unscrupulous law enforcement professionals unaware of how naïve and
vulnerable a person they have in interrogation.
There is another category of AS children who also learn how to lie, and
lie convincingly: children whose upbringing is physically and
psychologically traumatic and full of unrelieved chaos. For them the
telling of lies isn't only good practice. In the past, it has helped
them survive life-threatening situations. If they've become involved in
the child welfare system for any length of time, they also learn to lie
to protect themselves from their "protectors".
They get good at it. They get pathologically good at it. And, these
individuals grow up and become adults.
There aren't many such inveterate liars among adults, but it would be
unfair in describing individuals whose individual manifestations of AS
are so unique, one from another, were this fact not known.
There is one other bit of unpleasantness common to many adults with AS.
Many adults who have reached a modicum of independence and control over
their own lives may have done so through periods of self-medication and
substance abuse. In instances where they have been able to stabilize
their support systems to include marriage and employment, the reasons
for drug and alcohol abuse often fall away. Except for individuals
coming from families with a genetic proclivity towards substance abuse,
they are able to live their lives fairly clean and sober, sometimes to
the point of becoming teetotalers and swearing off all medication as
harmful and un-natural. It is important for the reader to remember that
despite their past abuse of drugs or alcohol, they are Asperger Syndrome
first and foremost, subject to all-or-nothing thinking.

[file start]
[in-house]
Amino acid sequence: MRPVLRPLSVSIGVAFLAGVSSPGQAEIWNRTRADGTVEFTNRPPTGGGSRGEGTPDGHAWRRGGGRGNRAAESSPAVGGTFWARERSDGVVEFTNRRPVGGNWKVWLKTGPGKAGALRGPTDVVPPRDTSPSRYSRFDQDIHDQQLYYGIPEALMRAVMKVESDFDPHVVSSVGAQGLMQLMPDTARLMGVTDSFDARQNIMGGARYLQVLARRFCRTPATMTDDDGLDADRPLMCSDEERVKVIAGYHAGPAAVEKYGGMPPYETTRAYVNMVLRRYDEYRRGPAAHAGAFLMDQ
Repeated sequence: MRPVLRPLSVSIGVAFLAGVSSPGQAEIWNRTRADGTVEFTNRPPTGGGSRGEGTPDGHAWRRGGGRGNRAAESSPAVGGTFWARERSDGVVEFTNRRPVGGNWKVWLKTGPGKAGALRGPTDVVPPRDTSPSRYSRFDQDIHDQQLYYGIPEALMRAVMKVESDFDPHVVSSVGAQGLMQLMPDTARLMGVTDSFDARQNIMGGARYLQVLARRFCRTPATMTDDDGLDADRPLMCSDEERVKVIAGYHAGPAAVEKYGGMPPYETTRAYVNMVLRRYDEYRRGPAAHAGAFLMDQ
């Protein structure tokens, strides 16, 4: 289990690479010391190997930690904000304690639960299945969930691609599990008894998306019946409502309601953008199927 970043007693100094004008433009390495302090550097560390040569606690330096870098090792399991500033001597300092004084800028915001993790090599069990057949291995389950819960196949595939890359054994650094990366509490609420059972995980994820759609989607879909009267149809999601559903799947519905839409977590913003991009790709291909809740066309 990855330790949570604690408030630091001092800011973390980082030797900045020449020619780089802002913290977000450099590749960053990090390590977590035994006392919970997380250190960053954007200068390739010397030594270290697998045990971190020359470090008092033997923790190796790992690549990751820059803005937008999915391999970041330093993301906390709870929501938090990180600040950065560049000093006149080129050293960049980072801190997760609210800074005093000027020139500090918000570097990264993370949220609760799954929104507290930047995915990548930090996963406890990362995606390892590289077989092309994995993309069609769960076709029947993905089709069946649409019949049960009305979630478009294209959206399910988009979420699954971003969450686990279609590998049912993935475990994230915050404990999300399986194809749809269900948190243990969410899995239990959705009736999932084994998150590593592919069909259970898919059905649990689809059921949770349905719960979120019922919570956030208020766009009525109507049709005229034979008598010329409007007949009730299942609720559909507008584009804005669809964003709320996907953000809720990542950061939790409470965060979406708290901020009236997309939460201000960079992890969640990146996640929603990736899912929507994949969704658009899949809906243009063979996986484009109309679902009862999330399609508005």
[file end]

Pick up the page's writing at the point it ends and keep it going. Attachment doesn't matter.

As with the non-autistic population, there is a small core of autistic
individuals who become truly addicted to drugs and alcohol. While the
reasons for turning to self-medication -- to dull the pain of rejection
and misunderstanding by others -- are understandable, successful
treatment and rehabilitation of this small core of individuals is about
as likely as it is for their non-autistic counterparts. Depending upon
the length of time of their addiction, it may be more humane to consider
mental health attention for "wet" addicted persons than no treatment at
all. Clearly, traditional 12-step programs and non-traditional
anti-abuse programs are not for everyone. Depression is a constant
companion to autistic individuals. There is a good but sad chance that
in a few instances, dramatic behavior associated with a severe
depressive episode or deterioration of their physical health may well
"end" others' efforts to help such persons
Entire Article: AS
Grows Up -
Recognizing Adults Today with AS
For More Information Contact:
Roger N. Meyer at firstname.lastname@example.org
AS Grows Up;
Recognizing Adults in Today's Challenging World
Traits by Age
AS " in" the Family
Adult Diagnosis and the